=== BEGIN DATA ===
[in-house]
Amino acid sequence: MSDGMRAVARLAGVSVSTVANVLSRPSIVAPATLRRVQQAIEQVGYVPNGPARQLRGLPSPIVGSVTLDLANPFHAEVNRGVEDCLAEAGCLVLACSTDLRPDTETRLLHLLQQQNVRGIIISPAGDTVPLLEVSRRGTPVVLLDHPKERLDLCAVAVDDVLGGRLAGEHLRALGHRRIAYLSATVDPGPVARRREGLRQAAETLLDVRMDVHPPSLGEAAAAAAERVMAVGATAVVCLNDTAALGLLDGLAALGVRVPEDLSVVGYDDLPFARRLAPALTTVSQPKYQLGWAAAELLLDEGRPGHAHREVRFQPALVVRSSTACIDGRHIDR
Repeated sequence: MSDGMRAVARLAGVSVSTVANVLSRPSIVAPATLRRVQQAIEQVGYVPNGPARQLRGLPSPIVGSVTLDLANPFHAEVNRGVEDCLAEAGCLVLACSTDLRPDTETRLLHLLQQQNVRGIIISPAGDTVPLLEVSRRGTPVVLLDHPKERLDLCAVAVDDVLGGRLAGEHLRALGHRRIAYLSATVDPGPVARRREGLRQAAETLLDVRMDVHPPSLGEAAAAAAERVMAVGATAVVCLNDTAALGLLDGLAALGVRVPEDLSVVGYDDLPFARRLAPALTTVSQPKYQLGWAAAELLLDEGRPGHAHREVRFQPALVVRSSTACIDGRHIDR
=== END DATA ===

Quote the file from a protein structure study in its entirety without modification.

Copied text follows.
[in-house]
Amino acid sequence: MSDGMRAVARLAGVSVSTVANVLSRPSIVAPATLRRVQQAIEQVGYVPNGPARQLRGLPSPIVGSVTLDLANPFHAEVNRGVEDCLAEAGCLVLACSTDLRPDTETRLLHLLQQQNVRGIIISPAGDTVPLLEVSRRGTPVVLLDHPKERLDLCAVAVDDVLGGRLAGEHLRALGHRRIAYLSATVDPGPVARRREGLRQAAETLLDVRMDVHPPSLGEAAAAAAERVMAVGATAVVCLNDTAALGLLDGLAALGVRVPEDLSVVGYDDLPFARRLAPALTTVSQPKYQLGWAAAELLLDEGRPGHAHREVRFQPALVVRSSTACIDGRHIDR
Repeated sequence: MSDGMRAVARLAGVSVSTVANVLSRPSIVAPATLRRVQQAIEQVGYVPNGPARQLRGLPSPIVGSVTLDLANPFHAEVNRGVEDCLAEAGCLVLACSTDLRPDTETRLLHLLQQQNVRGIIISPAGDTVPLLEVSRRGTPVVLLDHPKERLDLCAVAVDDVLGGRLAGEHLRALGHRRIAYLSATVDPGPVARRREGLRQAAETLLDVRMDVHPPSLGEAAAAAAERVMAVGATAVVCLNDTAALGLLDGLAALGVRVPEDLSVVGYDDLPFARRLAPALTTVSQPKYQLGWAAAELLLDEGRPGHAHREVRFQPALVVRSSTACIDGRHIDR